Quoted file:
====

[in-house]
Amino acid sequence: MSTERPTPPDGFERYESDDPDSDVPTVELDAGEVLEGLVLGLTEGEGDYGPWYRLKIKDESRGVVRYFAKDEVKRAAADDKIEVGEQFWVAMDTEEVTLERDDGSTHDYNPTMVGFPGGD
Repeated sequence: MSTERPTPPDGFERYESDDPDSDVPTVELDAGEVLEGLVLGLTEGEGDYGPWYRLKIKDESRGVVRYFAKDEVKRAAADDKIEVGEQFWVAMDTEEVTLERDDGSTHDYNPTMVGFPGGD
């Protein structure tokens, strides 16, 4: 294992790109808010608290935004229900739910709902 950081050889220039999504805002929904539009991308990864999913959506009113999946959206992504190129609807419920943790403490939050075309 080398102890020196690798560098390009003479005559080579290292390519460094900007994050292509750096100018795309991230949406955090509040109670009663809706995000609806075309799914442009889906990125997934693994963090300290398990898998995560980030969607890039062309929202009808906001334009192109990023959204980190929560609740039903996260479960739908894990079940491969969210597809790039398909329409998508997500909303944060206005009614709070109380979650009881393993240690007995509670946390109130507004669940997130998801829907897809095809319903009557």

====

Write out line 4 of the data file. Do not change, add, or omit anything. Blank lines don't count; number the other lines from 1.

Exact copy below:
């Protein structure tokens, strides 16, 4: 294992790109808010608290935004229900739910709902 950081050889220039999504805002929904539009991308990864999913959506009113999946959206992504190129609807419920943790403490939050075309 080398102890020196690798560098390009003479005559080579290292390519460094900007994050292509750096100018795309991230949406955090509040109670009663809706995000609806075309799914442009889906990125997934693994963090300290398990898998995560980030969607890039062309929202009808906001334009192109990023959204980190929560609740039903996260479960739908894990079940491969969210597809790039398909329409998508997500909303944060206005009614709070109380979650009881393993240690007995509670946390109130507004669940997130998801829907897809095809319903009557």